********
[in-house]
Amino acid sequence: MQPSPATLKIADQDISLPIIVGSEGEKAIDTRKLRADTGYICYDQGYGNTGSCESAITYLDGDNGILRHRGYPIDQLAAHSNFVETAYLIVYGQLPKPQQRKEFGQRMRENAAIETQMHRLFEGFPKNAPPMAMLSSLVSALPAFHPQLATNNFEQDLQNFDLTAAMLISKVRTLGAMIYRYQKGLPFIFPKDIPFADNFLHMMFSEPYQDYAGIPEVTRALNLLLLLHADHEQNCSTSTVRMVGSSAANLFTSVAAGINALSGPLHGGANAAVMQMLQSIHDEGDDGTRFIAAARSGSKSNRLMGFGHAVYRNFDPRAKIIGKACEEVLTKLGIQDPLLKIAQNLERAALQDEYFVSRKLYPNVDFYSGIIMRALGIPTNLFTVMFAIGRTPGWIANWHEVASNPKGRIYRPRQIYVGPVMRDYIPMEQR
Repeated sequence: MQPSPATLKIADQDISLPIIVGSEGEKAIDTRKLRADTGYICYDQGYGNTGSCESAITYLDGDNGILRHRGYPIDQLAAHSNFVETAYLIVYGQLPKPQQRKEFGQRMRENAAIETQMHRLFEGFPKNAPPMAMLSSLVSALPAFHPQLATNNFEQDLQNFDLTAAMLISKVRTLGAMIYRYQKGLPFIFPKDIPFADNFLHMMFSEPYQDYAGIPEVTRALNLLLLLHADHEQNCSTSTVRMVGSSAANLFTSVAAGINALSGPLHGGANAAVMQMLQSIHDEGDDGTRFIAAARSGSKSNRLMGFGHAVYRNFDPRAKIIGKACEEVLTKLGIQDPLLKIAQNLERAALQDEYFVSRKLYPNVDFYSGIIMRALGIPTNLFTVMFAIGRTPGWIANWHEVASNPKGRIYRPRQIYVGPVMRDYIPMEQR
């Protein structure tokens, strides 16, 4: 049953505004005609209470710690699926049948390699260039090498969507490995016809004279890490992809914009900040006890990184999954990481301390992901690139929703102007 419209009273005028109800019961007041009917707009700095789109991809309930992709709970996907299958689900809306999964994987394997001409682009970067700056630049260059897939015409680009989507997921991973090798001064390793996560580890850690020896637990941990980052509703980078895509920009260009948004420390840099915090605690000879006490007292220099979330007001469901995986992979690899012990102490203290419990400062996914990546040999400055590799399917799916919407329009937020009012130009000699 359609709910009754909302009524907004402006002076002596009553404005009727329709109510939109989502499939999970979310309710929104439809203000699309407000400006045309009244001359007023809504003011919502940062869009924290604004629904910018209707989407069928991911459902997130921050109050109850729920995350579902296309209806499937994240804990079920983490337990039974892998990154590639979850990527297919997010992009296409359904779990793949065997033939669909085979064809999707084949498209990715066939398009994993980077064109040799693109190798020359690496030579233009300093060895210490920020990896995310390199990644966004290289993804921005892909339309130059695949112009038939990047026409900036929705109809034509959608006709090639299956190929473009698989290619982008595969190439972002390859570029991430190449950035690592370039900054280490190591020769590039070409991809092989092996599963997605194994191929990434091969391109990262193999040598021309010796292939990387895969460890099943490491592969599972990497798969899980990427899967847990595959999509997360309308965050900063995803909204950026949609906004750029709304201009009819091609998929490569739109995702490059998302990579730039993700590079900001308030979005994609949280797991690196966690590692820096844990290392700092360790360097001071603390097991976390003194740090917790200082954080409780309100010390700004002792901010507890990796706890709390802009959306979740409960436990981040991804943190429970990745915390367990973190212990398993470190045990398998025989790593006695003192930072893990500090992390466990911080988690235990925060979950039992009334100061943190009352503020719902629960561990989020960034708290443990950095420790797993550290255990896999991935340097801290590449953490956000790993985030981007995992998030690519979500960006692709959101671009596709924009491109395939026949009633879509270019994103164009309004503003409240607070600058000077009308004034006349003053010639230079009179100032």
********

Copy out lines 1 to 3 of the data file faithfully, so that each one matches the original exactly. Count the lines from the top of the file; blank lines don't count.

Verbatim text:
[in-house]
Amino acid sequence: MQPSPATLKIADQDISLPIIVGSEGEKAIDTRKLRADTGYICYDQGYGNTGSCESAITYLDGDNGILRHRGYPIDQLAAHSNFVETAYLIVYGQLPKPQQRKEFGQRMRENAAIETQMHRLFEGFPKNAPPMAMLSSLVSALPAFHPQLATNNFEQDLQNFDLTAAMLISKVRTLGAMIYRYQKGLPFIFPKDIPFADNFLHMMFSEPYQDYAGIPEVTRALNLLLLLHADHEQNCSTSTVRMVGSSAANLFTSVAAGINALSGPLHGGANAAVMQMLQSIHDEGDDGTRFIAAARSGSKSNRLMGFGHAVYRNFDPRAKIIGKACEEVLTKLGIQDPLLKIAQNLERAALQDEYFVSRKLYPNVDFYSGIIMRALGIPTNLFTVMFAIGRTPGWIANWHEVASNPKGRIYRPRQIYVGPVMRDYIPMEQR
Repeated sequence: MQPSPATLKIADQDISLPIIVGSEGEKAIDTRKLRADTGYICYDQGYGNTGSCESAITYLDGDNGILRHRGYPIDQLAAHSNFVETAYLIVYGQLPKPQQRKEFGQRMRENAAIETQMHRLFEGFPKNAPPMAMLSSLVSALPAFHPQLATNNFEQDLQNFDLTAAMLISKVRTLGAMIYRYQKGLPFIFPKDIPFADNFLHMMFSEPYQDYAGIPEVTRALNLLLLLHADHEQNCSTSTVRMVGSSAANLFTSVAAGINALSGPLHGGANAAVMQMLQSIHDEGDDGTRFIAAARSGSKSNRLMGFGHAVYRNFDPRAKIIGKACEEVLTKLGIQDPLLKIAQNLERAALQDEYFVSRKLYPNVDFYSGIIMRALGIPTNLFTVMFAIGRTPGWIANWHEVASNPKGRIYRPRQIYVGPVMRDYIPMEQR